I’m Sad To Announce: Sidney Poitier, 1927-2022


Sidney Poitier has passed, age 94 (February 20, 1927 to January 6, 2022).  Here is an obituary from CNN, and an obituary from the Guardian.

An acting legend and all round decent human being, Poitier changed hollyweird.  Though racism precluded him from romantic roles in the 1960s, his choice of films and performances smashed through barriers that denied other Black actors and actresses leading roles and quality parts.

“To Sir With Love”

“In The Heat Of The Night”

“Blackboard Jungle”

“Porgy & Bess”

“Guess Who’s Coming to Dinner”

The list goes on and on.  Even in his later commercial films, he was memorable (“Shoot To Kill”, “The Jackal”, “Sneakers”).  The only regrettable part of Poitier’s career was the films he did with Cosby, and I doubt Poitier knew of or approved of the other’s prurient behaviour.

You can tell yourself a thousand times that no one lives forever, but that doesn’t make someone’s death any less shocking. I grew up watching Poitier, he was a massive influence on me.

I do NOT believe in superstition, such as “deaths in threes” nonsense.  But if someone else dies in the next week after Poitier and Betty White, I’ll be pissed.

Comments

  1. moarscienceplz says

    I’m so glad you mentioned Sneakers, Rhiannon. It’s one of my favorite movies.
    Isaac Asimov, in reviewing Star Wars said something to the effect that it is fun sometimes to watch a movie where you can check your brain at the door. That is exactly what Sneakers is. It is a big goofy romp. Unfortunately, because it has what was called back in the day an All Star Cast, nobody except Redford and Kingsley get nearly enough screen time. Poitier, perhaps is the most wasted talent of the lot because he has to play straight man to the lunatic zoo spinning around him. But, when he does have lines, my eyes snap to him the way they would to an atomic explosion going off on the horizon.

  2. says

    Again, I don’t believe in superstitions about threes, but bloody hell, it happened. Betty White, Sidney Poitier, and now Ronnie Spector.

    Ronnie Spector wasn’t just one of the great 1960s Motown singers with a pile of hits to her name, she also represented the sexual liberation of women. The Ronnettes were sexy without being sex objects, wearing miniskirts and being popular at a time when it was still scandalous.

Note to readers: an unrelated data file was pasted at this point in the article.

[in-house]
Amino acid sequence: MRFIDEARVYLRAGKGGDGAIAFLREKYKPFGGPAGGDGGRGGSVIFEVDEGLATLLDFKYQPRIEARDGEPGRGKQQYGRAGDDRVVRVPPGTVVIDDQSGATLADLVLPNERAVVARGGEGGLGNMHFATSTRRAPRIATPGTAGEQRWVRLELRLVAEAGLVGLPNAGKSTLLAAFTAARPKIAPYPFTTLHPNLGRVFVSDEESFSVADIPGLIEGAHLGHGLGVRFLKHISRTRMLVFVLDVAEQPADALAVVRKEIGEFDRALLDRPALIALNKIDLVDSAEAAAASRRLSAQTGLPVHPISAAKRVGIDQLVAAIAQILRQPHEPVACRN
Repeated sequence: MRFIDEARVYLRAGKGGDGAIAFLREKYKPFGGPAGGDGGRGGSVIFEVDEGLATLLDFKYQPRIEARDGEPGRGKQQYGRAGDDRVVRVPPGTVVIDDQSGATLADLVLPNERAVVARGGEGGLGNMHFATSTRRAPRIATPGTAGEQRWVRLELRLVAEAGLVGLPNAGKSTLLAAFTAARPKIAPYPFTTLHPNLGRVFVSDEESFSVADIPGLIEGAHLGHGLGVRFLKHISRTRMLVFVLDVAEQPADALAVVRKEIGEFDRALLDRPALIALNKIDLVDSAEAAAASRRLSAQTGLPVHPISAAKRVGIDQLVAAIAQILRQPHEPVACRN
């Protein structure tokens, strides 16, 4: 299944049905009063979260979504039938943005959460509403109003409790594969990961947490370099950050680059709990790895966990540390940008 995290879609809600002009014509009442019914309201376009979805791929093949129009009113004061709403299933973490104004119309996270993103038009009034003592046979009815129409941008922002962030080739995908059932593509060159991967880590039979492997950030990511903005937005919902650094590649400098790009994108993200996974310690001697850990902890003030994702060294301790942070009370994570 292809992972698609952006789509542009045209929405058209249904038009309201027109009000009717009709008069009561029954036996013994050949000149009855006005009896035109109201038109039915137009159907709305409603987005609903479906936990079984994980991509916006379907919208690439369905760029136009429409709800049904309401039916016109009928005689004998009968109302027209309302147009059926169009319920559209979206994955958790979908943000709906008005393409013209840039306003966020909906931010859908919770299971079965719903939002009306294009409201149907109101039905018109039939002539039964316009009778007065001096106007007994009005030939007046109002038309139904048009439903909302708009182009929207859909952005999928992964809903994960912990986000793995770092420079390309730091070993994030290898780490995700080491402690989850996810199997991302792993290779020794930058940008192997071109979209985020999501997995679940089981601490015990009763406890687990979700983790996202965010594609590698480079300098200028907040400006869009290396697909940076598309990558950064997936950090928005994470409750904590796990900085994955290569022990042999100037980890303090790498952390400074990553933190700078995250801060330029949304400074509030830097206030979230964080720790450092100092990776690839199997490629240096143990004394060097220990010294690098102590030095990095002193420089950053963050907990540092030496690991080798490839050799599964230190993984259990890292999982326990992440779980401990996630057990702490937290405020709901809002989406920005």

They were also notable for their sex appeal to white audiences at a time when racist marriage segregation was still “the law”. The Loving v. Virginia case only came in 1967. The three members of The Ronnettes were of mixed ancestry (two sisters and their cousin; the sisters’ mother was of African-American and Cherokee descent, their father Irish).

    – – – – – – – – – – – – – – – – – – – –

    Ronnie Spector, ’60s icon who sang ‘Be My Baby,’ dies at 78

    Ronnie Spector, the cat-eyed, bee-hived rock ‘n’ roll siren who sang such 1960s hits as “Be My Baby,” “Baby I Love You” and “Walking in the Rain” as the leader of the girl group The Ronettes, has died. She was 78.

    Spector died Wednesday after a brief battle with cancer, her family said. “Ronnie lived her life with a twinkle in her eye, a spunky attitude, a wicked sense of humor and a smile on her face. She was filled with love and gratitude,” a statement said. No other details were revealed.

    [. . .]

    “We weren’t afraid to be hot. That was our gimmick,” Spector said in her memoir. “When we saw The Shirelles walk on stage with their wide party dresses, we went in the opposite direction and squeezed our bodies into the tightest skirts we could find. Then we’d get out on stage and hike them up to show our legs even more.”

    [. . .]

    The group’s debut album, “Presenting the Fabulous Ronettes Featuring Veronica,” was released in 1964. Five of its 12 tracks had made it to the U.S. Billboard charts.

    “Nothing excites me more than just being onstage, having fun and flirting and winking to the guys and stuff like that,” she told People magazine in 2017. “I just have so much fun. It’s just the best feeling when I go out and they say, “Ladies and gentlemen…” —my heart stops for a minute—“…Ronnie Spector and the Ronettes!” Then I just go out there and the crowd reacts the way they react and I can go on singing forever.”

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